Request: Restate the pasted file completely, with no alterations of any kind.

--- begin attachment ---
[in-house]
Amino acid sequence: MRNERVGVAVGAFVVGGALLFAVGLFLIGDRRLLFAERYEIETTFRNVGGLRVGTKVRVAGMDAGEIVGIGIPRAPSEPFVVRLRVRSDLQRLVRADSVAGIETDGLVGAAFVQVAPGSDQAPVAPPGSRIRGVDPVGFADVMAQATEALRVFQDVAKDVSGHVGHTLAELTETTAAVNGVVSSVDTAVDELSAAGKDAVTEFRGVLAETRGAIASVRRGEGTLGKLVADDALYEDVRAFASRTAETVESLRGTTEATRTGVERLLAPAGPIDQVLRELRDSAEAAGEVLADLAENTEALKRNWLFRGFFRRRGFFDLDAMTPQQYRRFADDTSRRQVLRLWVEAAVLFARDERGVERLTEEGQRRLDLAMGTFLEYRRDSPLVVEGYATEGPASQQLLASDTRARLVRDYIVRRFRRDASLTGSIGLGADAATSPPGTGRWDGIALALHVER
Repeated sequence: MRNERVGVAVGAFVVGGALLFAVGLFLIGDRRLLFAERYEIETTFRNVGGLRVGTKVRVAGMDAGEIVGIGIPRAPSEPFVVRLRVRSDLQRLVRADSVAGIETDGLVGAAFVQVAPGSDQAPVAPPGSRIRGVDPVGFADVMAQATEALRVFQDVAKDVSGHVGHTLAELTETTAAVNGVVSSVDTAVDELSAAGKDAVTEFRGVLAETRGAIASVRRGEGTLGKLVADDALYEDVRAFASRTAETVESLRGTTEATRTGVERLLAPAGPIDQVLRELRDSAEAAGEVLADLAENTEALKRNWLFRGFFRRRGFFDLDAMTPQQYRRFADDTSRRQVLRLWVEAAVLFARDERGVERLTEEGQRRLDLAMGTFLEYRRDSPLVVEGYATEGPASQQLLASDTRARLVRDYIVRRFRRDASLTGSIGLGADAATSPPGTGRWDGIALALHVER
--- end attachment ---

[in-house]
Amino acid sequence: MRNERVGVAVGAFVVGGALLFAVGLFLIGDRRLLFAERYEIETTFRNVGGLRVGTKVRVAGMDAGEIVGIGIPRAPSEPFVVRLRVRSDLQRLVRADSVAGIETDGLVGAAFVQVAPGSDQAPVAPPGSRIRGVDPVGFADVMAQATEALRVFQDVAKDVSGHVGHTLAELTETTAAVNGVVSSVDTAVDELSAAGKDAVTEFRGVLAETRGAIASVRRGEGTLGKLVADDALYEDVRAFASRTAETVESLRGTTEATRTGVERLLAPAGPIDQVLRELRDSAEAAGEVLADLAENTEALKRNWLFRGFFRRRGFFDLDAMTPQQYRRFADDTSRRQVLRLWVEAAVLFARDERGVERLTEEGQRRLDLAMGTFLEYRRDSPLVVEGYATEGPASQQLLASDTRARLVRDYIVRRFRRDASLTGSIGLGADAATSPPGTGRWDGIALALHVER
Repeated sequence: MRNERVGVAVGAFVVGGALLFAVGLFLIGDRRLLFAERYEIETTFRNVGGLRVGTKVRVAGMDAGEIVGIGIPRAPSEPFVVRLRVRSDLQRLVRADSVAGIETDGLVGAAFVQVAPGSDQAPVAPPGSRIRGVDPVGFADVMAQATEALRVFQDVAKDVSGHVGHTLAELTETTAAVNGVVSSVDTAVDELSAAGKDAVTEFRGVLAETRGAIASVRRGEGTLGKLVADDALYEDVRAFASRTAETVESLRGTTEATRTGVERLLAPAGPIDQVLRELRDSAEAAGEVLADLAENTEALKRNWLFRGFFRRRGFFDLDAMTPQQYRRFADDTSRRQVLRLWVEAAVLFARDERGVERLTEEGQRRLDLAMGTFLEYRRDSPLVVEGYATEGPASQQLLASDTRARLVRDYIVRRFRRDASLTGSIGLGADAATSPPGTGRWDGIALALHVER